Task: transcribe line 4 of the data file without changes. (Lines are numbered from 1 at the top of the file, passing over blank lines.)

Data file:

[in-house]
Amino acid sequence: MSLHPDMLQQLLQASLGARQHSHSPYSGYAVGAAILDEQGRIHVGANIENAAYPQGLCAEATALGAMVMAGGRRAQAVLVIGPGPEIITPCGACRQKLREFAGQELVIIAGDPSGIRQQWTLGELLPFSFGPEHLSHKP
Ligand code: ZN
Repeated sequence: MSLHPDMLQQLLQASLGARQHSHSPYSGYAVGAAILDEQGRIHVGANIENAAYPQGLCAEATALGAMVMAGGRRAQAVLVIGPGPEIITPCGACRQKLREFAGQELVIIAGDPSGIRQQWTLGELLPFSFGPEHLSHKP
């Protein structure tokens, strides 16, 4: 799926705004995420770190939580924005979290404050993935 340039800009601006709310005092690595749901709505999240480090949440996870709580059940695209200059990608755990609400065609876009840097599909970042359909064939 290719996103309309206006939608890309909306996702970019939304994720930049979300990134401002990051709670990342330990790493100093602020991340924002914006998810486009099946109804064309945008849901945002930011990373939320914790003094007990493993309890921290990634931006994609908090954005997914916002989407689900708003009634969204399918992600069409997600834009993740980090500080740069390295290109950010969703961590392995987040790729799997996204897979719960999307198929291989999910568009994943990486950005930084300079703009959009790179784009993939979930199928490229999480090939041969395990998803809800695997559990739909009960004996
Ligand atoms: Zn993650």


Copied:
Repeated sequence: MSLHPDMLQQLLQASLGARQHSHSPYSGYAVGAAILDEQGRIHVGANIENAAYPQGLCAEATALGAMVMAGGRRAQAVLVIGPGPEIITPCGACRQKLREFAGQELVIIAGDPSGIRQQWTLGELLPFSFGPEHLSHKP